ICC WT20: Pakistan Win Twenty20 Cricket World Cup
Pakistan 139-2 (Shahid Afridi 54no) beat
Sri Lanka 138-6 (Sangakkara 64no, Abdul Razzaq 3-20) by eight wickets
ICC World Twenty20 Final, Lord's
By John Pennington
Shahid Afridi blasted an unbeaten 54 to power Pakistan to a fairytale eight-wicket victory over Sri Lanka to win the ICC World Twenty20 at Lord's.
Afridi took control of the match batting at number three, thumping two fours and two sixes to guide Pakistan to their victory target of 139 with eight balls to spare. Sri Lankan captain Kumar Sangakkara held the Sri Lankan innings together with a classy unbeaten 64 but even that wasn't enough to put a defendable total on the board.
Sangakkara, adept at finding the gaps and punishing the bad ball, was the only top order Sri Lankan batsmen to effectively combat the fired-up and aggressive Pakistan bowling attack.
Led by Abdul Razzaq, who picked up three for 20, they reduced Sri Lanka to 70 for six to seize early control of the match. Mohammad Amir had man of the tournament Tillakaratne Dilshan caught by Shahzaib Hasan for a duck, Jehan Mubarak also failed to score before he spooned another catch to Hasan as Razzaq struck for the first time.
Sanath Jayasuriya (17) hammered two fours and the first six of the day but he was soon out when he went for a booming drive, only to inside edge onto his pads, shortly before Mahela Jayawardene (1) guided Razzaq into the hands of Misbah-ul-Haq.
Chamara Silva's disappointing tournament ended when he pulled Umar Gul straight to Saeed Ajmal at midwicket for 14 and when Isuru Udana was bowled by Afridi for just one, Sri Lanka were in all sorts of trouble at 70 for six.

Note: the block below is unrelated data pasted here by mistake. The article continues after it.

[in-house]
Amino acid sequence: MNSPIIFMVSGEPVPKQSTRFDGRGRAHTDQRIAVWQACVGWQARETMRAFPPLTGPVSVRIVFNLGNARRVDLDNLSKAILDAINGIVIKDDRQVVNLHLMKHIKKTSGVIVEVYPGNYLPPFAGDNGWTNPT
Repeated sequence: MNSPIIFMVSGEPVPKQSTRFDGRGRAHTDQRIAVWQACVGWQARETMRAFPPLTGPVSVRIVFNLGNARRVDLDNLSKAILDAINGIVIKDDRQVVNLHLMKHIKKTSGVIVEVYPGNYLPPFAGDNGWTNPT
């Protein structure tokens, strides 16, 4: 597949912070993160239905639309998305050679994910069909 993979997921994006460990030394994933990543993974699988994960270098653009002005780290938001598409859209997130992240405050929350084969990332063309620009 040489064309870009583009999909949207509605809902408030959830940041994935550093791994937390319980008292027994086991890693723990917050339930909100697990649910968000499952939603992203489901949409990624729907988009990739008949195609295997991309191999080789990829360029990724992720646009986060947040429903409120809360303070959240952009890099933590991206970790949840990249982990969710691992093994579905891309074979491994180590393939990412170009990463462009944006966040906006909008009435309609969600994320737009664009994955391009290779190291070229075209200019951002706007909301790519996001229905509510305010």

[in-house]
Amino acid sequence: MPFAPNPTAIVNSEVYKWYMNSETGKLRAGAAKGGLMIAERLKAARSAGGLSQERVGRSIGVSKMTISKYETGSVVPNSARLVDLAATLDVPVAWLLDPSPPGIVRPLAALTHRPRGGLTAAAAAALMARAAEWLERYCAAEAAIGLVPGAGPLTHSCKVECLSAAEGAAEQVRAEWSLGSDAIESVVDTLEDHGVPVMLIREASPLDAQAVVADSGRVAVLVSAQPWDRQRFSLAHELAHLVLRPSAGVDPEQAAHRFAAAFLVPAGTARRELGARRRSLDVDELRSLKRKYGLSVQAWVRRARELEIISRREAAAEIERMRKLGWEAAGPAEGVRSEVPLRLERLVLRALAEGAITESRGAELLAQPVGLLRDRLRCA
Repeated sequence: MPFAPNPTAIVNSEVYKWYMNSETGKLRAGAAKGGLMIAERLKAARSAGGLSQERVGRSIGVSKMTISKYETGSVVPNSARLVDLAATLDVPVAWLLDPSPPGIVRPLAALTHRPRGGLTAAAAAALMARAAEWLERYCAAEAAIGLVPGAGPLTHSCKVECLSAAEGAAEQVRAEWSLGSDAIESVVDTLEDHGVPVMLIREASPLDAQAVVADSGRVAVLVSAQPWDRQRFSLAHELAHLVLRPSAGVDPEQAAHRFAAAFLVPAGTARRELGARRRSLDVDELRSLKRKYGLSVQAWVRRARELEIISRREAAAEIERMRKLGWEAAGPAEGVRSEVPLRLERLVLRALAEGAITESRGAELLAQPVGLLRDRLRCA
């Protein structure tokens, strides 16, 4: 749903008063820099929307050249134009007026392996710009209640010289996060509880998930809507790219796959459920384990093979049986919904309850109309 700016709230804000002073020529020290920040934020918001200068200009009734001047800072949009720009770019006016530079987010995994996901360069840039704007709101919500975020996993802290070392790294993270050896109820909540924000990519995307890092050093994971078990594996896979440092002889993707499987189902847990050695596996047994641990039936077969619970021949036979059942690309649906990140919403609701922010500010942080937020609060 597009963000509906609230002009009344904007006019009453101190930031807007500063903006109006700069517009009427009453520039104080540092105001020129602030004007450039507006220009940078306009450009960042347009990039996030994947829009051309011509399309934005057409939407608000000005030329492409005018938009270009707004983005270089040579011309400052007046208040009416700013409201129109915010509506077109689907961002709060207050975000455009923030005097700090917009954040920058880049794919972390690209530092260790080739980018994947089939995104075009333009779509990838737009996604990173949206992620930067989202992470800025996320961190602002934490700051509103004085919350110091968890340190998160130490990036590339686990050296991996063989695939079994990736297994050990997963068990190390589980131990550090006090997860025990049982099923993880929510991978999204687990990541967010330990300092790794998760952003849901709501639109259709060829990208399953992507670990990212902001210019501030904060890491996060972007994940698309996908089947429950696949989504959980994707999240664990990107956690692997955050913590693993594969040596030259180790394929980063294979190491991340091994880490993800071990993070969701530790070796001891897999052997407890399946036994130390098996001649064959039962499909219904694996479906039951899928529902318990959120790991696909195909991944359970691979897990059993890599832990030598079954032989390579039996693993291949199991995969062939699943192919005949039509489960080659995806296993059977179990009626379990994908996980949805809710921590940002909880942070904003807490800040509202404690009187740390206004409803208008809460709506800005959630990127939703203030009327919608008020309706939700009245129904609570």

However, Sangakkara finally found a willing ally in Angelo Mathews, who finished unbeaten on 35 in 24 balls, sharing in an unbroken, vital stand of 68 with his captain, who scored seven fours in his 52-ball innings.
If any team could defend 138, it would be Sri Lanka, with their variety of unorthodox bowlers but they were put under early pressure by Kamran Akmal (37 in 28 balls) and Hasan (19 in 23), who raced to 48 in the eighth over before Akmal was stumped, charging down the track to Jayasuriya's first ball.
Hasan fell soon after when he lobbed a catch to Jayasuriya and with Muttiah Muralitharan in the wickets, Sri Lanka were back in the game.
Afridi and Shoaib Malik then combined to forge a match-winning partnership but as the runs came in more of a trickle than a flurry, thanks to some excellent bowling, the game was still in the balance.
The turning points came in the 14th over, when Afridi launched Muralitharan into the stands at long-on, then swept for four and when Sangakkara turned to Udana to bowl the 18th, Afridi took full advantage with another six, and 19 runs coming from that over in all meant that barring something extraordinary, Pakistan would be home.
Lasith Malinga tried to pull off some magic, but it wasn't to be, Afridi squirting a ball into the off side for the victory, which finally gave Pakistan cricket something to smile about and put the ghosts of Johannesburg 2007 to rest, when they missed out on victory by five runs to arch-rivals India.
The thoughts of Mohammad Aamer before Afridi took Muralitharan and Udana apart might have been interesting given that the 17-year-old's final over of the Sri Lanka innings disappeared for 17 and some felt that gave Sri Lanka the chance to win the game.
It did, but Pakistan had an in form Afridi to counter with while the ever-cool Malik was unbeaten on 24 from 22 balls, with just one four, when the winning run was hit.
© Cricket World 2009